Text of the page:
I believe it 'twas a Tuesday (March 6th, to be exact) that Earl decided to get off his duff (large and comfy though it was) and get his proverbial feet wet in the enchanting pool of classical music. Sure, he had wanted to go to the philharmonic's Unplugged show on Friday March 2 at the local Embassy Theatre but Earl had an aversion to multi-media presentations ever since the slide projector incident in fifth grade. Not to mention that pesky court order that prevented him from getting within one hundred yards of Melissa Long. So a Tuesday it was that he trundled off to south Side High School for a free neighborhood concert. Being a frugal Hoosier, he didn't want to pay for something that he might not like, so free was good. They played a number of pieces, some with the members of the South Side orchestra and chorus but Earl found himself enjoying Hungarian March from The Damnation of Faust. Truth be told, Earl just got a big kick out of a "swar werd" in a classical concert and spent most of the piece thinking about goulash. He also enjoyed watching Bryan Parkhurst, runner-up in the Young Artist competition wail away on the harp. As far as Earl knew, harps were only used in blues music and didn't have all those strings, but hey, he was trying to be open minded.
Having enjoyed the neighborhood concert so much, Earl decided to take another dip to see if perhaps his inclination towards this music was more than just the result of an anchovy and balogna sandwich. He consulted the Fort Wayne classical music calendar on the classicalgas.tripod.com web site, downloaded a few choice pictures of Daisy Duke, and found that lo and behold, there was another free concert on Sunday the eleventh. Sure it was a childrens concert and he had no kids (he always wondered what his life would have been like had he accepted the proposal of Erma Jean Downs, bearded pickle queen of East Antwerp) but he had a nephew. So on the appointed day, Earl pulled up to his sister's house in his '83 Gremlin to pick up Hank. He didn't remember Hank being this tall. Or this pierced. But Earl had the bug and wanted to hear some more of that live classical music... bad. After some gentle pleading and a small cash transaction Earl and Hank arrived at The Embassy in time to hear the "Hooba-Doobah Dance" by local sixth grade composer Andrew McNamara. The philharmonic also played a movement from the second symphony by Tchaikovsky which Earl found quit enjoyable, though to this day he still couldn't spell "Tchaikovsky" even if you threatened to put a live ferret down his pants. As they drove home, Earl learned how to belch the lyrics to some song about "Nookie" and the world became a little better place.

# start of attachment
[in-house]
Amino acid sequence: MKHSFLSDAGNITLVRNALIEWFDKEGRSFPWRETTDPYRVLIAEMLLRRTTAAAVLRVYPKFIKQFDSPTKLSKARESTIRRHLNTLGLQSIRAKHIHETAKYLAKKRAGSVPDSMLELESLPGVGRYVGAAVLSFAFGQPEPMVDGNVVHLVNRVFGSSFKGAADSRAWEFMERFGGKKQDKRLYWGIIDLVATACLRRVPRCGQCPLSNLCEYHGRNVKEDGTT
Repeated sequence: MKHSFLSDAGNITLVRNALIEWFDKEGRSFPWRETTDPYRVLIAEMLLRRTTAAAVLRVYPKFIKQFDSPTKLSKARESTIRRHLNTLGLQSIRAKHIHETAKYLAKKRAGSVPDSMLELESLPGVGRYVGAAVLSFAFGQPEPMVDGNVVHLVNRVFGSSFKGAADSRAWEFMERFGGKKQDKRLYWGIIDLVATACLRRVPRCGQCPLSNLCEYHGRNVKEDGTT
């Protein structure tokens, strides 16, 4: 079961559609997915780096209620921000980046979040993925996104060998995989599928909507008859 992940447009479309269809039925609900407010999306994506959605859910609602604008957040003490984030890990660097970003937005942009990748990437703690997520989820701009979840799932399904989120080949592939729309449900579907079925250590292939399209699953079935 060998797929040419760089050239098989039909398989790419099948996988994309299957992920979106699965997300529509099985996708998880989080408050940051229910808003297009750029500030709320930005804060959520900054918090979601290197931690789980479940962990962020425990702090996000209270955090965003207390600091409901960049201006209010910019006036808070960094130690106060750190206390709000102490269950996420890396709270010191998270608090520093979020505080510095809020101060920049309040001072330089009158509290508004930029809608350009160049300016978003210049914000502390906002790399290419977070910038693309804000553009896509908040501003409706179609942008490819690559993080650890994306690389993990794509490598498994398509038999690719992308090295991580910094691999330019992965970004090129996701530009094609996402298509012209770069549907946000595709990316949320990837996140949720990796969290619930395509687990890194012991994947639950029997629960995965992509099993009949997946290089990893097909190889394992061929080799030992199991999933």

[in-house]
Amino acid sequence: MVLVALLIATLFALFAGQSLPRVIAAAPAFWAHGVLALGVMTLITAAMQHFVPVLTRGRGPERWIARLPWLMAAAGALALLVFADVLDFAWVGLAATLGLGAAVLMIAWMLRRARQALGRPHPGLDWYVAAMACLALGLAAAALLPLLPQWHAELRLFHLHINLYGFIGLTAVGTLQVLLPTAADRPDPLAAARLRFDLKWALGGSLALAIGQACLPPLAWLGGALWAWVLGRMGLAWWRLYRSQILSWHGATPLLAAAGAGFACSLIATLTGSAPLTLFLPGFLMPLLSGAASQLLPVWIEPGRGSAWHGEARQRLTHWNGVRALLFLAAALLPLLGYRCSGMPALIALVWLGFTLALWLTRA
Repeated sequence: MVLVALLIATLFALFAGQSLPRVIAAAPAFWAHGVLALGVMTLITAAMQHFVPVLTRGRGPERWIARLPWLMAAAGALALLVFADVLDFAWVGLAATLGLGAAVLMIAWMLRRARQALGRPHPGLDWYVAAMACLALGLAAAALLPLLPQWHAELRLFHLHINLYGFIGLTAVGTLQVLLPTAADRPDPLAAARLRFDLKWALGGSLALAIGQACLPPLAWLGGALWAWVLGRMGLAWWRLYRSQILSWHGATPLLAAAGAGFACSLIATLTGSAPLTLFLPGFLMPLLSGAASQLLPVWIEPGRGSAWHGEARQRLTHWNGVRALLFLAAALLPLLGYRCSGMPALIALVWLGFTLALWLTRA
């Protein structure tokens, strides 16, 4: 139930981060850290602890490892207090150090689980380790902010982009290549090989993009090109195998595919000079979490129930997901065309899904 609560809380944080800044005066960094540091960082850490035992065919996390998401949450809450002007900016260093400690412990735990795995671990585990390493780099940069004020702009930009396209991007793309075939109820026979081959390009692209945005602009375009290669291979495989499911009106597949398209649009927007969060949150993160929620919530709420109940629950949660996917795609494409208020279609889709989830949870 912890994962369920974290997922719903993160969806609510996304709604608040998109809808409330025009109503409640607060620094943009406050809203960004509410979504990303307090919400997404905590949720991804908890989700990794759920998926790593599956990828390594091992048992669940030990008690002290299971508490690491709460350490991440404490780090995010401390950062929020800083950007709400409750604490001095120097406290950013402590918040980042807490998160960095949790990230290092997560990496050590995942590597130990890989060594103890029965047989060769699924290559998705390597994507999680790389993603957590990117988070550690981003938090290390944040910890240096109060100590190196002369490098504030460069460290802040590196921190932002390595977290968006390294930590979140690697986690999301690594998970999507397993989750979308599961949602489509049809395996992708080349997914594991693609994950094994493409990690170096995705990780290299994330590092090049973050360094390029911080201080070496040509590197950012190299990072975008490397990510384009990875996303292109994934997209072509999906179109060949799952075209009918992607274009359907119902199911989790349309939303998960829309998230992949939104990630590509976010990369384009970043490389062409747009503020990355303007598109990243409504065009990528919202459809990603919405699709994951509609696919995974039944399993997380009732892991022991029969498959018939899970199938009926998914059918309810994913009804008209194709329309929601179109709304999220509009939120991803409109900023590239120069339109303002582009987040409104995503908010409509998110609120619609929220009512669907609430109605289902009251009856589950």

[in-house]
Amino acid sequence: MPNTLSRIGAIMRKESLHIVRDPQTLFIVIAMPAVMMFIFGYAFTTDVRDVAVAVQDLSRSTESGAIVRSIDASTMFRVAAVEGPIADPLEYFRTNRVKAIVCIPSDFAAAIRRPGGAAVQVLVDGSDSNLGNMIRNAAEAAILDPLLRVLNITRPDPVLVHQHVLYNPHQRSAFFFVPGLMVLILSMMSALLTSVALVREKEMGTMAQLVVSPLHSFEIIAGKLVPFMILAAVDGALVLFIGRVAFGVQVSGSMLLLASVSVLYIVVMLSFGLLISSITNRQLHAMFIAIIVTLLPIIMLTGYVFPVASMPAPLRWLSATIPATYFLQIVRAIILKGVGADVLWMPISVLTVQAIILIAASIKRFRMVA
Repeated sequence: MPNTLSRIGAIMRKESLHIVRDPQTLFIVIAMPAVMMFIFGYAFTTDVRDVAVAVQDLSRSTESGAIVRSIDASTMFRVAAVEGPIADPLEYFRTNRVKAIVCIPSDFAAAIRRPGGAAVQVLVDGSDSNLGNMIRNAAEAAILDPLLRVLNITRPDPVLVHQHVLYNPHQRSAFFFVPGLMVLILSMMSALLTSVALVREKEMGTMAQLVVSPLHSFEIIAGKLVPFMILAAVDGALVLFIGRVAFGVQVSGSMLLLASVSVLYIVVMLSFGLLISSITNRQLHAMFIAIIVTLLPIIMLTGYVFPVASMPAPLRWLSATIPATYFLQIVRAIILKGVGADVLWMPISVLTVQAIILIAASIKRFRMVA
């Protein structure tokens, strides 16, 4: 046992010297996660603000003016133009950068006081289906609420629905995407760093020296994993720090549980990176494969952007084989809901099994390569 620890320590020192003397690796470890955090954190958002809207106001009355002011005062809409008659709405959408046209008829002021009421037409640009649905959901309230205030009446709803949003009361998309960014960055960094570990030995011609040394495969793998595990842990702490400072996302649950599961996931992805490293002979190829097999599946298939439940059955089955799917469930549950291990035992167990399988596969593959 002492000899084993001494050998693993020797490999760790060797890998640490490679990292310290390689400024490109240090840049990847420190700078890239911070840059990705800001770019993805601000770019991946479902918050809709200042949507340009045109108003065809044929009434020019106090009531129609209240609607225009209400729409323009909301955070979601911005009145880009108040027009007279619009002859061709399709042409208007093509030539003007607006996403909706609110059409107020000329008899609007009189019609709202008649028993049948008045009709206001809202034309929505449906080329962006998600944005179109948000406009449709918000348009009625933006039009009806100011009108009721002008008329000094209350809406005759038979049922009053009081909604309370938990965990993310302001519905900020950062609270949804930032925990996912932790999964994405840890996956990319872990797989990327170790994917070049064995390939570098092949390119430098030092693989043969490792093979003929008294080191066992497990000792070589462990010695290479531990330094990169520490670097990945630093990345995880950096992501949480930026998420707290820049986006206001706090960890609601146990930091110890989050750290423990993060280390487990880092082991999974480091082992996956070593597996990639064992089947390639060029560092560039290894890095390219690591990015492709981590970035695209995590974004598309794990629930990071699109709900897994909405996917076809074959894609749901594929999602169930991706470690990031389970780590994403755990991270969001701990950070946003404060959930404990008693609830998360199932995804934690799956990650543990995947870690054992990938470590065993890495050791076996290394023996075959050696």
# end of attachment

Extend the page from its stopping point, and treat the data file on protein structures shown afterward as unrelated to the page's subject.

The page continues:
Almost an entire week went by and Earl was starting to get the itch again. He tried various ointments and liniments but he knew they were useless... he was going to have to hear more classical music. Luckily for him there was a Chamber performance that weekend (Saturday the 17 for those of you not paying attention). But what's this? They're playing with the Fort Wayne Ballet? As a red-blooded, beer drinking heterosexual male, Earl had never been to a ballet and never intended to. Still, he suspected that a certain female trombone player he had spied last week would be there and Earl liked a woman with overactive salivary glands. So disguised in a clean shirt, Earl attended, and enjoyed, the performance even though his mystery trombonist was nowhere to be found.
Earl spent the next week quieter than normal, thinking about classical music, processed cheese food, and trombones. Occasionally he scratched himself. When Saturday the 24th came around, he was good and ready for some live music and chose to attend the Masterworks performance of the Fort Wayne Philharmonic. During the previous week he had watched Fantasia 2000 so not only was he familiar with some of the music that would be played that evening but he had also decided to change his name to Gershwin, Gersh for short. He was ready for Respighi's Pines of Rome (the whale sequence... left him wondering if being hit by plummetting whale excrement would kill you instantly) and Stravinsky's Firebird Suite (the last piece of Fantasia 2000, a bit odd with the elk and the ash lady, but Earl, er, Gersh thought she was cute and so gave her the benefit of the doubt. Did I mention Gersh lived with his parents until his mid-thirties?). There was another piece by this Bernstein guy that GershEarl hadn't heard before but he knew that Bernstein wrote West Side Story which although he didn't recall much of the movie, remembered the music as the soundtrack to one of his less embarrassing drive-in experiences. So Earl attended. And Earl enjoyed. Then he died.
Copyright 2001 Jason Hoffman